The problem as you describe it seems to be more a problem of our health care system as a whole than of birth control specifically. (Leaving aside, of course, idiotic situations like the insurance companies that wanted to cover Viagra but not the pill — fuck that noise.)

      • But many women and girls are not even as aware of the options that are available regarding BC. Thus, if she has these problems (and I share her pain in this, though I’ve stuck to the same type of BC for years) what do those that have even less reliable information have to fall back on?

        As to the yearly visits to the doc, that is because BC has known specific side effects that can cause serious health risks (which is why they require a Pap smear every year).

      • Her issues aren’t related to information; they’re related to insurance. I won’t deny that not everybody gets the education they should on this subject, but that seems to me a separate point than the one I was asking for clarification on.

      • I don’t think you can separate the issues of education and access so easily.

        My ability to have the access I do, and my dedication towards maintaining that access in spite of difficulties rely on the extensive education I received on birth control as a child and a teen…an education that came almost entirely from my (registered nurse) stepmother, not from any public source. Much of my birth control education during my 20’s came from me extensively questioning my gynecologists (and really, the only reason I visited a gynecologist as early as I did and as often as I do is because of my stepmother’s influence and the BC perscription requirements). Granted, the internet now provides another resource, but in my experience my students (who have some college education and are internet saavy) do not know how to do adequate research on the internet. Add to that problems of access (including parental blocks and monitoring), misinformation from bad websites and other unvetted sources, and a social atmosphere in many places that aggressively targets proper BC education and promotes abstinence as the only method that children should be trained in.

        Remember also that I live two minutes from my Planned Parenthood facility, ten minutes from the IU Health Center, and have a flexible daily schedule and a car. When I use myself as an example, I’m attempting to show that I have everything working for me, and BC is still a difficulty. How much more difficult must it be for all the women out there who don’t have the resources that I do?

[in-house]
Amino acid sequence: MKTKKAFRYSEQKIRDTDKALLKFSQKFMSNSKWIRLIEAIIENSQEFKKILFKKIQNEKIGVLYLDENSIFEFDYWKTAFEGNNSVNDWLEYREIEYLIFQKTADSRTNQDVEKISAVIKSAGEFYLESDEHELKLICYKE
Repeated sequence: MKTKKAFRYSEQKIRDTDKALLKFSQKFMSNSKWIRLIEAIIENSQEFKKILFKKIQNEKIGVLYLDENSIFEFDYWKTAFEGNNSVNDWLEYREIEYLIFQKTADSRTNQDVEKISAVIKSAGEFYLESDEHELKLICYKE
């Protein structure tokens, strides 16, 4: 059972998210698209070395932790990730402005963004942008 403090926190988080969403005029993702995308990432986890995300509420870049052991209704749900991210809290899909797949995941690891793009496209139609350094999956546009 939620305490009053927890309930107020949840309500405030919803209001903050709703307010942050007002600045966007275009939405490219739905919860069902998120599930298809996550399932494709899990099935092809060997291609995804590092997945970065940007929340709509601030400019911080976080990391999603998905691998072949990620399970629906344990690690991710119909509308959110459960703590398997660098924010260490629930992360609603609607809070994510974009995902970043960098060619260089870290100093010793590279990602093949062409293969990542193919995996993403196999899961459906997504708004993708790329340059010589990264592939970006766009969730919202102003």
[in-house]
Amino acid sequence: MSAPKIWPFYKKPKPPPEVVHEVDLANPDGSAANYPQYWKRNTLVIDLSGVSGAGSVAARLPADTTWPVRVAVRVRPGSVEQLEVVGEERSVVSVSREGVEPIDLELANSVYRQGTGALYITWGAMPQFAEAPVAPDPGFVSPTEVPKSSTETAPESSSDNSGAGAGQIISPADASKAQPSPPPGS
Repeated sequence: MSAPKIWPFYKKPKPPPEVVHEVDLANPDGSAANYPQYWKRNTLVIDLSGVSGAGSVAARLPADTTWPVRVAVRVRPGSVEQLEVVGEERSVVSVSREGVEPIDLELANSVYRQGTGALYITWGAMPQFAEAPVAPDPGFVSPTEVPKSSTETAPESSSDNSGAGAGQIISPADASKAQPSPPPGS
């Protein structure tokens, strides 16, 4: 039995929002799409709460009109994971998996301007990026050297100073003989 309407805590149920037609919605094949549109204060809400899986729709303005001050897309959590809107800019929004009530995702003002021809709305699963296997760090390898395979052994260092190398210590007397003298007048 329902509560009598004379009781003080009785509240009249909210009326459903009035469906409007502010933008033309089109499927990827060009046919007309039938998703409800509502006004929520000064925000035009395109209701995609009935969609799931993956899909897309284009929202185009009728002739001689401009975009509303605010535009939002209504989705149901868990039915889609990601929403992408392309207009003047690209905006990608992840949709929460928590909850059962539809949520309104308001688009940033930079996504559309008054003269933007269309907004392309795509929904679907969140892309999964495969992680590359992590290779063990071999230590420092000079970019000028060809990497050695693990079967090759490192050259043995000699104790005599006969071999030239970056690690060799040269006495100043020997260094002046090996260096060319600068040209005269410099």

• Quick note of clarification: Not the insurance companies fault, though the media likes to spin it that way.

        Most group medical plans are offered to the employer by the insurracne company as a cafeteria style plan, in which the BOD of the company chooses what features to make available to the employees based on what the company is willing to pick up as their part of the tab.

        Occurances of that which you are describing are becoming increasingly rare. Bad press and all that.

  5. According to the Supreme Court of the US in the Case Roe v Wade Human beings conceive human beings. At the moment of conception a human being is conceived. So, legally, in the US, humanity is at the point of conception. This was the Supreme Courts acceptance of the scientific evidence. The findings in Roe v Wade were not relative to the humanity of the being conceived, but the point at which that being had “rights” and protection of those rights under the law.

    For the first 5 to 9 days after conception the being is moving and has not yet established a parasitic relationship with the host. This happens to be the zygotic stage of human development. It happens to be in this stage that the highly publicized stem cells exist. If the conception was in a test tube this being does not become parasitic if it is frozen for later use. It is also durng this first week that the “morning after” pill can induce a loss of the monthly womb such that this being cannot establish the parasitic relationship and will pass out of the system and die. While some people do object to pregnancy prevention, conception prevention or inducing a period to prevent the hosting, I doubt the majority of Americans object to any of these choices.

    Having had the opportunity to be reproductively responsible for 9 days with any of the above methods the reproductively irresponsible then allow the establishment of the parasitic relationship of the zygot which quickly becomes an embrio and then late a fetus and, if nothing is done to stop it, the fetus is delivered and that locale change of less than 1 foot causes a name change to baby.

    When Roe v Wade was first ruled the name change did not occur at birth but at a defined viability date established by an expectation at that time of the ability to keep a premmie alive. Initially following Roe v Wade doctors were delivering aborted human beings alive and keeping them alive to use as “guinnea pigs” in scientific experiments. Since these aborted humans did not have birth certificates they did not have rights. Laws had to be passed to mandate the killing of the human during the abortion. At some point since that time the viability date has been attacked such that late term abortions for reasons other than the saving of the life of the mother are an issue (saving the life of the mother has always been a legal reason for abortion since long before Roe v Wade and is a false excuse for allowing late term abortions).

    Personally, the one I find interesting is that the unwilling sperm donors are finally standing up and demanding their right not to have to have a child they don’t want. Yea!!! Sauce for the goose is sauce for the gander. If women can have abortions, the guys ought to be able to have a virtual abortion.